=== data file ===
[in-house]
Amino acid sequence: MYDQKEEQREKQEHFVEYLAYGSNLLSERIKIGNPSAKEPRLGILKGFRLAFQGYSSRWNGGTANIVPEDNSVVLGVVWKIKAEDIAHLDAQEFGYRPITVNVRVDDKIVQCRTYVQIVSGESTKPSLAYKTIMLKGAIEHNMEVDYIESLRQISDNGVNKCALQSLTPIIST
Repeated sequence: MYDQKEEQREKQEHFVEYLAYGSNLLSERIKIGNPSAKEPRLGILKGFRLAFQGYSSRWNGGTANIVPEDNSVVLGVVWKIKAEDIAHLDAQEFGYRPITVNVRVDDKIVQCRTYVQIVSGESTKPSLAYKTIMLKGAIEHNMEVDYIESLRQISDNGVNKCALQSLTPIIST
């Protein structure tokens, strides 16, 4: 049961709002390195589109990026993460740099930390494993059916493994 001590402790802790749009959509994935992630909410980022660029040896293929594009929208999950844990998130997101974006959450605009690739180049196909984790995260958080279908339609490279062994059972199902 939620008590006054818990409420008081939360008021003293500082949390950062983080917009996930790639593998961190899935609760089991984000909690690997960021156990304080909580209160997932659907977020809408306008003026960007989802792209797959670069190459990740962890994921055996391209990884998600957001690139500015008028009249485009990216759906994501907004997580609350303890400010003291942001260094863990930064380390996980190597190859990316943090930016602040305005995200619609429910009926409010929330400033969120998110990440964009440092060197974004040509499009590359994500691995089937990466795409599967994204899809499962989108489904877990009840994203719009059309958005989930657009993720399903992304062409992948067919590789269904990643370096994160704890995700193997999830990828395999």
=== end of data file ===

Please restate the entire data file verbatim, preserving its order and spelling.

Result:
[in-house]
Amino acid sequence: MYDQKEEQREKQEHFVEYLAYGSNLLSERIKIGNPSAKEPRLGILKGFRLAFQGYSSRWNGGTANIVPEDNSVVLGVVWKIKAEDIAHLDAQEFGYRPITVNVRVDDKIVQCRTYVQIVSGESTKPSLAYKTIMLKGAIEHNMEVDYIESLRQISDNGVNKCALQSLTPIIST
Repeated sequence: MYDQKEEQREKQEHFVEYLAYGSNLLSERIKIGNPSAKEPRLGILKGFRLAFQGYSSRWNGGTANIVPEDNSVVLGVVWKIKAEDIAHLDAQEFGYRPITVNVRVDDKIVQCRTYVQIVSGESTKPSLAYKTIMLKGAIEHNMEVDYIESLRQISDNGVNKCALQSLTPIIST
């Protein structure tokens, strides 16, 4: 049961709002390195589109990026993460740099930390494993059916493994 001590402790802790749009959509994935992630909410980022660029040896293929594009929208999950844990998130997101974006959450605009690739180049196909984790995260958080279908339609490279062994059972199902 939620008590006054818990409420008081939360008021003293500082949390950062983080917009996930790639593998961190899935609760089991984000909690690997960021156990304080909580209160997932659907977020809408306008003026960007989802792209797959670069190459990740962890994921055996391209990884998600957001690139500015008028009249485009990216759906994501907004997580609350303890400010003291942001260094863990930064380390996980190597190859990316943090930016602040305005995200619609429910009926409010929330400033969120998110990440964009440092060197974004040509499009590359994500691995089937990466795409599967994204899809499962989108489904877990009840994203719009059309958005989930657009993720399903992304062409992948067919590789269904990643370096994160704890995700193997999830990828395999």